The Conoco Phillips refinery in Rodeo, Calif. (Getty Images)
A free-market auction has established a price for pollution in California: for each metric ton of carbon dioxide emitted, businesses, utilities and industries that bought allowances last week will pay just $10.09.
The results of the first auction, announced on Monday, came as both a relief and a bit of a disappointment, although state officials put the best face of it. In a statement, Mary D. Nichols, chairwoman of the California Air Resources Board, said, the auction was “a success and an important milestone for California as a leader in the global clean-tech market.” She added, “By putting a price on carbon, we can break our unhealthy dependence on fossil fuels.”
Among traders and regulators, there was relief that all of the 23.1 million allowances covering 2013 emissions that were up for auction were sold. The number of bids exceeded the total allowances by about 3 to 1. Polluters do not have to submit the allowances to cover their emissions until November 2014.
“Given the lack of short-term requirements to purchase anything, I would say market participants that we spoke to were surprised that the full volume cleared and that it was three times oversubscribed,” said Lenny Hochschild, the managing director of global carbon markets for the advisory and brokerage firm Evolution Markets.
And Thad Huetteman, the president of Power and Energy Analytic Resources, said: “It closed close to the minimum, but clearly there was demand for the allowances. Since we defeated that expectation — that the market would be undersubscribed — that caused a sigh of relief.”
But some analysts had expected a higher final price — at least between $11 and $12, not a bare nine cents above the $10 floor.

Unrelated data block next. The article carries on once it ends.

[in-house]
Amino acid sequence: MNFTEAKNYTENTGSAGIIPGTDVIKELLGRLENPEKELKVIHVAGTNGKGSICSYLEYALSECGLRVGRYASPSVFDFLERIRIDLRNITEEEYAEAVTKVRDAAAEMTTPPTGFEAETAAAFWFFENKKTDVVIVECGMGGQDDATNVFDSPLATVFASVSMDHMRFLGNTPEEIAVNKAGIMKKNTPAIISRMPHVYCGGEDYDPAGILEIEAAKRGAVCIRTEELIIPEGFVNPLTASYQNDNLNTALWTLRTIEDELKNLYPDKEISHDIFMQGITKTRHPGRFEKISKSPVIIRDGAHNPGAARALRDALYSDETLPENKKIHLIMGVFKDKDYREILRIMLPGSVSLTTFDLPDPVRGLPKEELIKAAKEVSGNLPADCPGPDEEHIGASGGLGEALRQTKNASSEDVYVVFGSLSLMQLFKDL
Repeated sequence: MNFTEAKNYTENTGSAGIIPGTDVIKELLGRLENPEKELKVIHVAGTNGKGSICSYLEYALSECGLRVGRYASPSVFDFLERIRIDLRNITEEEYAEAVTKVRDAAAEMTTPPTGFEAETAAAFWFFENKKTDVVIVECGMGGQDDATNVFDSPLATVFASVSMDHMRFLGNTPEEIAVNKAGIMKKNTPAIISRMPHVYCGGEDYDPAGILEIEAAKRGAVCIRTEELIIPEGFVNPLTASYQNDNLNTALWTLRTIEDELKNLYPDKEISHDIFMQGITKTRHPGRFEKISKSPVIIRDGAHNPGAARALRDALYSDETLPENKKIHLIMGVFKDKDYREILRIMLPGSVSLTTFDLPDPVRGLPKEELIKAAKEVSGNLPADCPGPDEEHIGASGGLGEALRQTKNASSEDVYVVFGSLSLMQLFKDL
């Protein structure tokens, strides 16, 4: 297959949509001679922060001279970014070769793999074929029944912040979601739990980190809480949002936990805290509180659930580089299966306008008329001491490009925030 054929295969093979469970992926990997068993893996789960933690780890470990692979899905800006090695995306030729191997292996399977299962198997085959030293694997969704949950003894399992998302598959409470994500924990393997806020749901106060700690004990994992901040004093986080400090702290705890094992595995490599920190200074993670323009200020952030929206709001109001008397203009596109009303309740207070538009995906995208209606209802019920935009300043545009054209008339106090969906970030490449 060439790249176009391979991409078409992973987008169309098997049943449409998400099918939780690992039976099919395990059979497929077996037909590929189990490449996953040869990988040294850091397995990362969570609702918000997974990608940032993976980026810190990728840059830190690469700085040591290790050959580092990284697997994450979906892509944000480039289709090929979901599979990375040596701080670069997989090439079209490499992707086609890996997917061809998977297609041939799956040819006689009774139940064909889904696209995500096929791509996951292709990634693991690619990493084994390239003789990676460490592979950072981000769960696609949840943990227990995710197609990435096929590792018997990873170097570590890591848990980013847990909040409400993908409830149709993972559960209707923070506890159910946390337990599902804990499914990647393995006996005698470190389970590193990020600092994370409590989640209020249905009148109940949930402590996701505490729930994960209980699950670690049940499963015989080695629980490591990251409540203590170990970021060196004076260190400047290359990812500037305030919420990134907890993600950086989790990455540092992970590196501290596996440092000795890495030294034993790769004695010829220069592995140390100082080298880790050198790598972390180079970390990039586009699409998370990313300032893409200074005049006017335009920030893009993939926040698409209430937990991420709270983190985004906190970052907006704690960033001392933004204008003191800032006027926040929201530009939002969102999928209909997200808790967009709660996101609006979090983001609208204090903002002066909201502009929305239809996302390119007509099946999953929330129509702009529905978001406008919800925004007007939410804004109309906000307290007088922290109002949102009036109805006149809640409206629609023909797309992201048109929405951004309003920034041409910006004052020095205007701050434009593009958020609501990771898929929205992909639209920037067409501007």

Mr. Hochschild suggested that the outstanding legal challenges to the cap and trade program, one of which was filed by the Chamber of Commerce on the eve of the Nov. 14 auction, made investors skittish about the program’s long-term viability and thus depressed the price.
While proponents of the new market feel that it will become more robust once financial firms actively take part, the overwhelming majority — 97 percent — of the allowances sold in California’s first auction went to what the air regulators refer to as “compliance entities” — the companies that must account for their greenhouse gas emissions.
Most of the nearly $300 million in auction proceeds is likely go back to investor-owned utilities in the state like Southern California Edison and Pacific Gas & Electric Company, to be directed back to their customers. On Friday, the California Public Utilities Commission announced a proposed division of these spoils: 85 percent to households, which would receive a “climate dividend” of $30 on their bills twice a year; 10 percent to small businesses; and 5 percent to help industries whose out-of-state competitors do not have to pay for the pollution they generate.
On the other side of the country, the Regional Greenhouse Gas Initiative, a coalition of Northeastern states that has imposed a cap and trade system on the electric utility sector, has so far had 17 auctions of emissions permits. The administrator for that program recently told Point Carbon that the system has lowered electricity bills overall in the Northeast by $1.3 billion since 2009.
In the first eight RGGI (pronounced reggie) auctions, the subscription of current permits sold out. But that has only happened once more in the ensuing nine auctions held since the fall of 2010. The clearing price for an allowance after the most recent auction was $1.93.
All 23.1 million allowances in California’s first cap and trade auction found buyers. (California Air Resources Board)
Author: Felicity Barringer
Source: The New York Times